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  • 1. ORIGINAL CONTRIBUTIONStrokes After Cardiac Surgery and Relationshipto Carotid StenosisYuebing Li, MD, PhD; Debra Walicki, MT; Claranne Mathiesen, RN; Donna Jenny, RN;Qiang Li, MD; Yevgeniy Isayev, MD; James F. Reed III, PhD; John E. Castaldo, MDObjective: To critically examine the role of significant significant carotid stenosis. In 60.0% of cases, strokes iden-carotid stenosis in the pathogenesis of postoperative stroke tified via computed tomographic head scans were not con-following cardiac operations. fined to a single carotid artery territory. According to clini- cal data, in 94.7% of patients, stroke occurred withoutDesign: Retrospective cohort study. direct correlation to significant carotid stenosis. Under- going combined carotid and cardiac operations in-Setting: Single tertiary care hospital. creases the risk of postoperative stroke compared with patients with a similar degree of carotid stenosis but whoParticipants: A total of 4335 patients undergoing coro- underwent cardiac surgery alone (15.1% vs 0%; P=.004).nary artery bypass grafting, aortic valve replacement, orboth. Conclusions: There is no direct causal relationship be- tween significant carotid stenosis and postoperative strokeMain Outcome Measures: Incidence, subtype, and in patients undergoing cardiac operations. Combining ca-arterial distribution of stroke. rotid and cardiac procedures is neither necessary nor ef-Results: Clinically definite stroke was detected in 1.8% fective in reducing postoperative stroke in patients withof patients undergoing cardiac operations during the same asymptomatic carotid stenosis.admission. Only 5.3% of these strokes were of the large-vessel type, and most strokes (76.3%) occurred without Arch Neurol. 2009;66(9):1091-1096 C EREBROVASCULAR COMPLI- Despite this lack of evidence, com- cations following car- bined carotid and cardiac surgical proce- diac surgical procedures dures are performed frequently in an ef- are a major source of mor- fort to reduce the incidence of postoperative bidity and mortality. The stroke. It is estimated that approximately etiology for postoperative stroke is mul- 5000 such procedures were performed in tifactorial and may include carotid artery the United States in 2001 alone.6 More re- stenosis, hypotension, cardiac arrhyth- cent analyses, however, have consistently mia, aortic atherosclerosis, and transient revealed an increased incidence of ad- hypercoagulable state.1-3 The presence of verse events, including stroke or death, fol- multiple coexisting causes makes study- lowing combined procedures.6,7 ing the mechanism of stroke challenging. Significant carotid stenosis has been rec- For editorial comment ognized as a positive predictor of postop- erative stroke in patients receiving car- see page 1062 diac surgical procedures.2 However, studies directly addressing the role of severe ca- This retrospective analysis was under- rotid stenosis are lacking. To date, no ran- taken to analyze the relationship be-Author Affiliations: Division of domized clinical trials have addressed this tween stroke and carotid stenosis in pa-Neurology, Department of important topic,4 and few retrospective tients after cardiac operation. This studyMedicine (Drs Y. Li, Isayev, and trials have investigated the lateralization aimed to answer 2 simple but critical ques-Castaldo and Mss Walicki, tions: Does severe carotid stenosis in- and territorial distribution of postopera-Mathiesen, and Jenny), and tive stroke to determine whether there is crease the risk of ipsilateral anterior cir-Departments of Radiology(Dr Q. Li) and Health Studies a correlation between stroke distribution culation stroke in patients undergoing(Dr Reed), Lehigh Valley and carotid stenosis. Therefore, the evi- cardiac surgical procedures? Conversely,Hospital and Health Network, dence for carotid stenosis as a cause for does concomitant carotid repair reduce theAllentown, Pennsylvania. postoperative stroke is mostly indirect.5 risk of perioperative stroke? (REPRINTED) ARCH NEUROL / VOL 66 (NO. 9), SEP 2009 WWW.ARCHNEUROL.COM 1091 Downloaded from at Vanderbilt University, on September 29, 2009 ©2009 American Medical Association. All rights reserved.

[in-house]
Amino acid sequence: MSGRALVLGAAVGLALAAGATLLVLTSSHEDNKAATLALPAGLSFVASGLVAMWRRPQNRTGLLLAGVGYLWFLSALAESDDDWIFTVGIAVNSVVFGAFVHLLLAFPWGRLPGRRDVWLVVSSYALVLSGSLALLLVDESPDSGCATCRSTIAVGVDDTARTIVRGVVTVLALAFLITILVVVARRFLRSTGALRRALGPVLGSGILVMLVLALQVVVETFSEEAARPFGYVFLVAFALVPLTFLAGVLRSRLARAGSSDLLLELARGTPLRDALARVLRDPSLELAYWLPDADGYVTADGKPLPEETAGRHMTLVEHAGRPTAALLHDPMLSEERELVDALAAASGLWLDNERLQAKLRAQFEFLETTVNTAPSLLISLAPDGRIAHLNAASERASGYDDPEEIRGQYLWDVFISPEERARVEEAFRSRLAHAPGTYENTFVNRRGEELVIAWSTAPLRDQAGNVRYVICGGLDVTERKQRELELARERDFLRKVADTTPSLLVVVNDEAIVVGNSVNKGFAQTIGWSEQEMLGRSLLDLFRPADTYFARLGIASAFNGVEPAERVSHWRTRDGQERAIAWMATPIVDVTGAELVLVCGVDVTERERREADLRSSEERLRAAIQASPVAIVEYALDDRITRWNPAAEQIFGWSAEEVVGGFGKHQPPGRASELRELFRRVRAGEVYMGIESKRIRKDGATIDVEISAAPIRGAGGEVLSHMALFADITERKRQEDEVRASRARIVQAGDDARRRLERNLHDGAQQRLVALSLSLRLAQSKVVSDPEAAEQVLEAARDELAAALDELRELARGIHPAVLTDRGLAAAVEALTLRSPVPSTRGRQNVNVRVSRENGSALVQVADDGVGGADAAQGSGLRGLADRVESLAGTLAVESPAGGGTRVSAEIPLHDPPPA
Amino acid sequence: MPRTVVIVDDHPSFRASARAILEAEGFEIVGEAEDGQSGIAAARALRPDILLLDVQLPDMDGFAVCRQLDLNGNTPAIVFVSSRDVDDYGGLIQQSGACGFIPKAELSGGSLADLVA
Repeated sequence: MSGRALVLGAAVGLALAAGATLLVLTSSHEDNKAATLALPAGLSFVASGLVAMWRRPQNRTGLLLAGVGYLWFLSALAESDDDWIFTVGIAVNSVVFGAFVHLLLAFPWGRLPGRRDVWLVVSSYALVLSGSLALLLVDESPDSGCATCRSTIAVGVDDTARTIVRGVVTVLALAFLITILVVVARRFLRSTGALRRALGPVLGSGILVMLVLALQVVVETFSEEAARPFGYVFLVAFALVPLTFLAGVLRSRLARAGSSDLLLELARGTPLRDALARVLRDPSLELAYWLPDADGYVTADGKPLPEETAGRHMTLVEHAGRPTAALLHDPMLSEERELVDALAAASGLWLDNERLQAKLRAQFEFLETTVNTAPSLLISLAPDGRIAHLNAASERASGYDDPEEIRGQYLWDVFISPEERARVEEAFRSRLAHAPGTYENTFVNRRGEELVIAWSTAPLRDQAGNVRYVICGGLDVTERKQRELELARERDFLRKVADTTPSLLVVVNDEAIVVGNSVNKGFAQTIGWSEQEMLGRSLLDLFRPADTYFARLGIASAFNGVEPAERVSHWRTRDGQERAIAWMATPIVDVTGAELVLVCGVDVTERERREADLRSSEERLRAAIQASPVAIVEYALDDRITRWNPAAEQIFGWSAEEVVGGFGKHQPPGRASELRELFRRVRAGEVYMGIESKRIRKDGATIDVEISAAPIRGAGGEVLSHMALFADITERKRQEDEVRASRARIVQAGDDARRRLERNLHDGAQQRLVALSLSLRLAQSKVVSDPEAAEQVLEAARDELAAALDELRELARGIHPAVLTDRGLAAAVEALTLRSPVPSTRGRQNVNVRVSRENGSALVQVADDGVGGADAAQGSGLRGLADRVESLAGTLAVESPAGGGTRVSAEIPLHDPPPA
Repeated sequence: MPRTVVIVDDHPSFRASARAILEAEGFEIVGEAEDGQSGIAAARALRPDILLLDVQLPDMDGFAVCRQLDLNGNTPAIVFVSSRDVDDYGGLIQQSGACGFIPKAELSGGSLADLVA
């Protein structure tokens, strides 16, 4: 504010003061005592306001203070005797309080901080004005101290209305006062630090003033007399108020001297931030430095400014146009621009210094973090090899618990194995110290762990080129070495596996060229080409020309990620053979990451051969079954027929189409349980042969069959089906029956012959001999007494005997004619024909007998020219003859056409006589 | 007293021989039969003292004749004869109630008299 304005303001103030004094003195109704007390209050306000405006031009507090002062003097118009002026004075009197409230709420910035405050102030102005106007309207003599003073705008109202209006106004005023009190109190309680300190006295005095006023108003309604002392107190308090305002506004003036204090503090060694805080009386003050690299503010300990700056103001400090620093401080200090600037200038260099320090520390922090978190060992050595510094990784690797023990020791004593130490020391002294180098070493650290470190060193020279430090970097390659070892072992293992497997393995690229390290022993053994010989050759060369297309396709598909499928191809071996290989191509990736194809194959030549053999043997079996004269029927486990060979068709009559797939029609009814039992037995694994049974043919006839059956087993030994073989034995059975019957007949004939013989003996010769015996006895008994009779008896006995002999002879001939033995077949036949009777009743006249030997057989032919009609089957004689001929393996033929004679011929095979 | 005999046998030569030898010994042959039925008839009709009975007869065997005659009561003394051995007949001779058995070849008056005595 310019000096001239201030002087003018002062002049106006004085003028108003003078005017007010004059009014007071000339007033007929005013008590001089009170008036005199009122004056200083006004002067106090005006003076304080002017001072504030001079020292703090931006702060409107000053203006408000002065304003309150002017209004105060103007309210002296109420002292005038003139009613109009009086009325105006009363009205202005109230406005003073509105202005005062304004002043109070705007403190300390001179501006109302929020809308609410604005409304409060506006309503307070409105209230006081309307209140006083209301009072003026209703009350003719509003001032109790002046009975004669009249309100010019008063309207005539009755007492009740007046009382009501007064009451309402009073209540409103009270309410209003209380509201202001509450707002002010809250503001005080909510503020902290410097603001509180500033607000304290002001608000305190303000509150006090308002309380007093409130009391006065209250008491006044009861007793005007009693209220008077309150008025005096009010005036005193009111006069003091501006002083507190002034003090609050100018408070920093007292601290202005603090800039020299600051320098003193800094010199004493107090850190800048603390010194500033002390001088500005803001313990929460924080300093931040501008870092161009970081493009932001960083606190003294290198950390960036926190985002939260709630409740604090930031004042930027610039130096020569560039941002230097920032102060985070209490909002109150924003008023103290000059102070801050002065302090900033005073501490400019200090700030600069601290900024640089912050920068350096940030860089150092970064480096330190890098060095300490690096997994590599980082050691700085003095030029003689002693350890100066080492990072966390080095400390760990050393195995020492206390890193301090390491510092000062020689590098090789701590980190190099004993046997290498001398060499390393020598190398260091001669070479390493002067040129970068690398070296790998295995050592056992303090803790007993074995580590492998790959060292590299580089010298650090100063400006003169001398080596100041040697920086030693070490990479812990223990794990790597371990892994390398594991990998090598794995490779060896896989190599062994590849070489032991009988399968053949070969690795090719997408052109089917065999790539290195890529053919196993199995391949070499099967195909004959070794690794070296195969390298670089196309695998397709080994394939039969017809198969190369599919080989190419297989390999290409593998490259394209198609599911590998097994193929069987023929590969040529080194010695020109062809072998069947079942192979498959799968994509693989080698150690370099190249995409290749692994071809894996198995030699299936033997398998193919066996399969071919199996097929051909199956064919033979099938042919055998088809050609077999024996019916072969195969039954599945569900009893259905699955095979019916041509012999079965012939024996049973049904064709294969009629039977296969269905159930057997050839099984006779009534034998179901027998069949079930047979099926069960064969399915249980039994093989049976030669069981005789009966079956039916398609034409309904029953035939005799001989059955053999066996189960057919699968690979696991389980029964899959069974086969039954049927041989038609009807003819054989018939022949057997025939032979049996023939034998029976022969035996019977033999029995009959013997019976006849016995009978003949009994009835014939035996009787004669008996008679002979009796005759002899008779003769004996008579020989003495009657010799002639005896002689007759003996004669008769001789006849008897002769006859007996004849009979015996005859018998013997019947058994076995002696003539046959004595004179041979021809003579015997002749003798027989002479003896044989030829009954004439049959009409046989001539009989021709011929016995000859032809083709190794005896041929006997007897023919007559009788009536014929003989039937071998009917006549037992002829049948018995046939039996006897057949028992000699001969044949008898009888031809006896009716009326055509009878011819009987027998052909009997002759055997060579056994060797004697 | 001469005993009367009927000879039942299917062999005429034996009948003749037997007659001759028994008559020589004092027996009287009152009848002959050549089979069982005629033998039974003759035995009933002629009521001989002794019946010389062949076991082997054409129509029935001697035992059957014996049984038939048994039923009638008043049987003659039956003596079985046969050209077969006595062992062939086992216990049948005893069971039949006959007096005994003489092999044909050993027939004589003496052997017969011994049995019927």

• 2. METHODS festation of pure motor, pure sensory, ataxic hemiparesis, clumsy-hand, or sensorimotor syndrome. Analyses were completed using the Pearson 2 or Fisher ex-The study was approved by the institutional review board of act test for categorical variables and the t test for continuousLehigh Valley Hospital and Health Network, and individual con- variables. Significance was set at .05.sent was waived. Two complementary computerized hospitaldatabases were compared and combined. Patients receiving non- RESULTSurgent coronary artery bypass grafting and/or valve replace-ment were included. Urgent cardiac surgical procedures (ie,those performed within 24 hours of admission) were ex- DEMOGRAPHIC AND OPERATIVEcluded because there was insufficient time for carotid evalua- CHARACTERISTICStion and preoperative consultation by vascular or neurology ser-vices. Members of the Division of Cardiothoracic Surgeryperformed the cardiac procedures for recognized indications. From July 1, 2001, to December 31, 2006, 4924 patientsPatients with carotid stenosis of more than 70% in diameter underwent cardiac procedures at our institution; 589 pa-were evaluated by members of the divisions of Vascular Sur- tients were excluded because of urgent operational sta-gery and Neurology to determine the need for prophylactic ca- tus or the rarity of the procedure performed, such as aor-rotid endarterectomy based on clinical presentation. When com- tic dissection repair or myxoma removal. A cohort of 4335bined carotid and cardiac procedures were recommended, patients was identified for this retrospective analysis. Ofmembers of the Division of Vascular Surgery performed ca- this cohort, 3196 patients had coronary artery bypass graft-rotid endarterectomy as the initial procedure under the same ing, 557 had aortic valve replacement, and 582 had both.general anesthesia. The mean (SD) age of the patients studied was 67.5 Carotid arteries were initially assessed with high- (11.0) years. The study included 2930 men and 4232resolution carotid duplex sonography, mostly performed withinthe month preceding the surgical date. More than 90% of the white participants. A total of 3942 patients (90.9%) un-studies were performed in our facility, where unified criteria derwent preoperative carotid evaluation with noninva-for interpretation have been in place with 96% sensitivity for sive ultrasonography. In addition, 133 patients (3.1%)detecting severe carotid stenosis when compared with percu- underwent magnetic resonance angiography, CT angi-taneous cerebral arteriography.8 Significant carotid disease was ography, or conventional percutaneous angiography.defined as 50% stenosis or greater, including carotid occlu-sion. For patients with stenosis of more than 70% on carotid POSTOPERATIVE EVENTSduplex scanning, a second type of imaging such as magneticresonance angiography, computed tomographic (CT) angiog-raphy, or conventional percutaneous angiography was usu- A total of 76 patients (1.8%) developed postoperativeally performed to verify the degree of stenosis. stroke (n=75) or retinal ischemia (n=1) (the single pa- Postoperative stroke was defined as persistent ( 24 hours) tient with retinal ischemia was considered to have a strokefocal or multifocal neurological deficits that were best ex- in subsequent analysis). Among these, 55 cases of strokesplained by ischemia involving the brain or retina from the sur- (72.4%) were detected within 24 hours of operation andgical procedure until hospital discharge. All patients with stroke 68 (89.5%) within the first 72 hours. The time period forwere evaluated by a board-certified neurologist. Patients with initial recognition of stroke ranged from postoperativenonfocal results from neurological examination, such as en- day 1 through day 9. All strokes were ischemic, and 1cephalopathy, memory deficit, or unsteadiness, were ex- was associated with hemorrhagic transformation. A totalcluded from the study if their examination results continuedto be nonfocal and a second CT scan of the brain showed no of 65 patients died, among whom 8 deaths were be-evidence of ischemia. lieved to be secondary to stroke. All brain CT and magnetic resonance imaging scans were Applying modified TOAST criteria, 57 patients (75.0%)reviewed by a neuroradiologist (Q.L.) who was blind to all clini- were classified as having cardioembolic stroke (new on-cal information except the date of symptom onset. After re- set atrial fibrillation, n=20; previously existent and per-view of the scans, the neuroradiologist (Q.L.) provided an in- sistent atrial fibrillation, n=14; acute myocardial infarc-terpretation, including the presence, size, and arterial distribution tion, n=11; stroke in multiple artery territories, n=20;of infarction. multiorgan embolism, n=4), 4 patients (5.3%) had large- Stroke subtypes were classified with modified TOAST (Trial vessel stroke (carotid artery, n=1; basilar artery, n=3),of Org 10172 in Acute Stroke Treatment) criteria.9 Cardioem- and 10 patients (13.2%) had small-vessel stroke. In 5 pa-bolism was defined based on the following criteria: (1) corti-cal or cerebellar lesions, subcortical or brainstem lesions of more tients, stroke could not be categorized owing to mul-than 1.5 cm; (2) lack of large-vessel disease in the correspond- tiple coexisting territory (carotid or basilar artery); and (3) lesions in mul-tiple vessel territories (bilateral or anterior and posterior cir- DISTRIBUTION OF INFARCTS ON IMAGINGculation) or at least 1 of the following: atrial fibrillation, acutemyocardial infarction, or dilated cardiomyopathy. Large- Of 76 patients with stroke, 75 patients underwent non-artery atherosclerosis was defined based on the following cri- contrast CT scanning of the head; 70 patients had a sec-teria: (1) cortical or cerebellar lesions, subcortical or brain-stem lesions of more than 1.5 cm; and (2) 50% stenosis or greater ond brain CT scan after 24 hours, and 2 patients also un-or occlusion in the internal carotid or basilar artery. Small- derwent magnetic resonance imaging. A total of 60vessel occlusion was defined as the following: (1) no symp- patients had evidence of acute infarction, whereas 15 pa-toms suggestive of cortical dysfunction, such as visual loss or tients had normal results on scanning. Table 1 de-aphasia; (2) isolated subcortical or brainstem lesion of less than scribes the distribution of stroke on imaging. Of 60 pa-1.5 cm or normal results on a CT scan; and (3) clinical mani- tients with abnormal imaging results, 22 had stroke in (REPRINTED) ARCH NEUROL / VOL 66 (NO. 9), SEP 2009 WWW.ARCHNEUROL.COM 1092 Downloaded from at Vanderbilt University, on September 29, 2009 ©2009 American Medical Association. All rights reserved.